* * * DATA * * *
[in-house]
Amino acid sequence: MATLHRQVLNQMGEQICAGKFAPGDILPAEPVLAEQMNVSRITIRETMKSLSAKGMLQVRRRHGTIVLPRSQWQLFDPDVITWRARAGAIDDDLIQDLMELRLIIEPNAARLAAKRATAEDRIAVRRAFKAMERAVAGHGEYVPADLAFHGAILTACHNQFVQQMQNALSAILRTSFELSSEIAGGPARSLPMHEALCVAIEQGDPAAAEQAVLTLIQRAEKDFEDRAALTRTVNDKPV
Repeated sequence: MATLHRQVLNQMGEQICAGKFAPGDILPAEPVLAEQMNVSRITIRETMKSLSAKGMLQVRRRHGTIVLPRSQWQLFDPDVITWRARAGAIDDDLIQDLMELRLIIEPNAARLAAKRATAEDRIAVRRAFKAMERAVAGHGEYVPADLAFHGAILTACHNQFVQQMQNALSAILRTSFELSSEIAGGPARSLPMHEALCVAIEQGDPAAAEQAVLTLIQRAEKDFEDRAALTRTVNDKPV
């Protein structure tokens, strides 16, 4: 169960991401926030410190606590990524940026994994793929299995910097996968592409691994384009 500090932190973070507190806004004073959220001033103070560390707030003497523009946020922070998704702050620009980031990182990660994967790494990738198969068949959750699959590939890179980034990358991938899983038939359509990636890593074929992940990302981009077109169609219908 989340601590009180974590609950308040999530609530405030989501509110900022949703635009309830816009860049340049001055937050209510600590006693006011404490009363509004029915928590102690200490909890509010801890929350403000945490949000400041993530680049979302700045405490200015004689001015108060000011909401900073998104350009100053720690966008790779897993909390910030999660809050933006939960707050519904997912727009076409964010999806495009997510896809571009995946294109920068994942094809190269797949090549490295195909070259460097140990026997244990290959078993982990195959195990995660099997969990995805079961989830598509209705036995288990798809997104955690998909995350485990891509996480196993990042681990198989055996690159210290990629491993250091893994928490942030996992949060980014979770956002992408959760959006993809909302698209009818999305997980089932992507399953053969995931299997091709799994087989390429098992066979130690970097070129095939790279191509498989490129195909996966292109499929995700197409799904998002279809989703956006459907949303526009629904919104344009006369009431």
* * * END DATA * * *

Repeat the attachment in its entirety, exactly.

[in-house]
Amino acid sequence: MATLHRQVLNQMGEQICAGKFAPGDILPAEPVLAEQMNVSRITIRETMKSLSAKGMLQVRRRHGTIVLPRSQWQLFDPDVITWRARAGAIDDDLIQDLMELRLIIEPNAARLAAKRATAEDRIAVRRAFKAMERAVAGHGEYVPADLAFHGAILTACHNQFVQQMQNALSAILRTSFELSSEIAGGPARSLPMHEALCVAIEQGDPAAAEQAVLTLIQRAEKDFEDRAALTRTVNDKPV
Repeated sequence: MATLHRQVLNQMGEQICAGKFAPGDILPAEPVLAEQMNVSRITIRETMKSLSAKGMLQVRRRHGTIVLPRSQWQLFDPDVITWRARAGAIDDDLIQDLMELRLIIEPNAARLAAKRATAEDRIAVRRAFKAMERAVAGHGEYVPADLAFHGAILTACHNQFVQQMQNALSAILRTSFELSSEIAGGPARSLPMHEALCVAIEQGDPAAAEQAVLTLIQRAEKDFEDRAALTRTVNDKPV
């Protein structure tokens, strides 16, 4: 169960991401926030410190606590990524940026994994793929299995910097996968592409691994384009 500090932190973070507190806004004073959220001033103070560390707030003497523009946020922070998704702050620009980031990182990660994967790494990738198969068949959750699959590939890179980034990358991938899983038939359509990636890593074929992940990302981009077109169609219908 989340601590009180974590609950308040999530609530405030989501509110900022949703635009309830816009860049340049001055937050209510600590006693006011404490009363509004029915928590102690200490909890509010801890929350403000945490949000400041993530680049979302700045405490200015004689001015108060000011909401900073998104350009100053720690966008790779897993909390910030999660809050933006939960707050519904997912727009076409964010999806495009997510896809571009995946294109920068994942094809190269797949090549490295195909070259460097140990026997244990290959078993982990195959195990995660099997969990995805079961989830598509209705036995288990798809997104955690998909995350485990891509996480196993990042681990198989055996690159210290990629491993250091893994928490942030996992949060980014979770956002992408959760959006993809909302698209009818999305997980089932992507399953053969995931299997091709799994087989390429098992066979130690970097070129095939790279191509498989490129195909996966292109499929995700197409799904998002279809989703956006459907949303526009629904919104344009006369009431």